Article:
Congress, state governors, medical schools, and insurance companies have all weighed in on the possible ramifications of a new surcharge on health insurance premiums included as part of the Affordable Care Act, according to a recent report by the Congressional Research Service. The new fee is scheduled to raise $8 billion in revenue in 2014, and $60 billion from 2014 through 2018.
Background. Prior to the enactment of ACA, there was no provision in federal law to tax or levy a surcharge on health insurance companies, although almost all states impose a health insurance premium tax. This tax varies from less than 1 percent of premiums in Nebraska and Wyoming to 3 percent or more in Hawaii, Mississippi, and Nevada. The most common premium tax is between 2 percent and 2.5 percent of premiums, imposed by half of the states in 2009. According to the U.S. Census Bureau, in 2012, states collected $16.7 billion in premium taxes on a broad range of insurance (including property and casualty, life, and health products).
The new tax (ACA Sec. 9010) will be levied on insurance companies based on the amount of health insurance premiums the company collects each year. Insurers with net premiums in a calendar year of $25 million or less are exempt from the fee. For insurers with more than $25 million but not more than $50 million in premiums, 50 percent of the premiums will be taken into account in determining the fee; and 100 percent of the premiums will be taken into account in determining the fee for insurers with more than $50 million in annual premiums.
Under the ACA, each year the IRS will apportion the fee among covered insurers based on (1) their net premiums written in the previous calendar year as a share of total net premiums written by all covered insurers, and (2) the dollar value of business.The new tax does not apply to entities that fully self-insure, government-run insurance programs, or non-profit insurers incorporated under state law that receive more than 80 percent of their gross revenues from government programs that target low-income, elderly, or disabled populations.
CRS review. According to the CRS, “Insurers’ ability to pass on the new ACA tax, in the form of higher premiums to consumers, will vary based on factors such as the degree of market competition or a firm’s specific business strategy.” The CRS also noted the following issues regarding the new fee –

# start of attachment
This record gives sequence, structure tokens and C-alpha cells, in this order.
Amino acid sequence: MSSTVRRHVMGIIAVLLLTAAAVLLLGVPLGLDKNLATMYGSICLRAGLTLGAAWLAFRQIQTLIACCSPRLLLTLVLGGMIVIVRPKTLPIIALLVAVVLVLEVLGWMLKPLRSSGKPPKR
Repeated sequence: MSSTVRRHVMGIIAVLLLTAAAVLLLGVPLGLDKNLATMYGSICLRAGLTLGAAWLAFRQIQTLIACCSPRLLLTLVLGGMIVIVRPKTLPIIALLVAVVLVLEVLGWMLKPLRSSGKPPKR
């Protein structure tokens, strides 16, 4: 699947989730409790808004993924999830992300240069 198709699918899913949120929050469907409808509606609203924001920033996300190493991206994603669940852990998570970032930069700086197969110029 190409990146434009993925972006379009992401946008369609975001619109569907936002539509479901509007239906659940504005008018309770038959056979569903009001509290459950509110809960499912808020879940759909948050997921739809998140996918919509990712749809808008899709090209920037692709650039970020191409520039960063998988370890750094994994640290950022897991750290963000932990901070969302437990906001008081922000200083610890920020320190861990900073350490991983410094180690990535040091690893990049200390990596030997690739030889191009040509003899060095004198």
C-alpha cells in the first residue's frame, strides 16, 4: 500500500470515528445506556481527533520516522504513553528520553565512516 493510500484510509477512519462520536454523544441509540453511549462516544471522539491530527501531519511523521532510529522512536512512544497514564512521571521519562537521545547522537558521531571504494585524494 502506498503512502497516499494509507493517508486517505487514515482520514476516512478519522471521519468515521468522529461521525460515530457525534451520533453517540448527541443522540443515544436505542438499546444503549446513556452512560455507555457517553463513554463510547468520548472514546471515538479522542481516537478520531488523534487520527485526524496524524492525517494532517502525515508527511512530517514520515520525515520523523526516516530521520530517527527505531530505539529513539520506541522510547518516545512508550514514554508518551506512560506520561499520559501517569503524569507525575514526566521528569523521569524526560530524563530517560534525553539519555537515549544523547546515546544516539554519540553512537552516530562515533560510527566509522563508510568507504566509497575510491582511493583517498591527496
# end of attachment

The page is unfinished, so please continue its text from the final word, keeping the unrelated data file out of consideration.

· At least five bills have been introduced in Congress to repeal the new fee or to require better reporting to consumers about the nature of the fee.
· Some state governors have raised concerns that the premium fee will result in higher costs to states that offer fully capitated Medicaid managed care plans under contract with insurers. The Republican Governors Association has asked Congress to exempt Medicaid and Children’s Health Insurance Program managed care plans from the insurance tax.
· The Association of American Medical Colleges has asked the Treasury Department to consider using part of the revenue raised through the new fee to fund graduate medical education programs, noting that “as [ACA’s] marketplace reforms are implemented and the number of Americans with health insurance expands, it is critical that the nation also explores ways to expand support for GME.”
· Some insurance companies are looking for a tax break on any revenues they raise by passing on the cost of the new fee to consumers. According to the CRS, “the insurers argue that they are effectively being `double-taxed’: once through [ACA’s] fees/excise taxes, and next based on income earned from new fees and higher premiums instituted to offset any reduction in profits due to the tax.For more information on "Patient Protection and Affordable Care Act: Annual Fee on Health Insurers," go to crs.gov.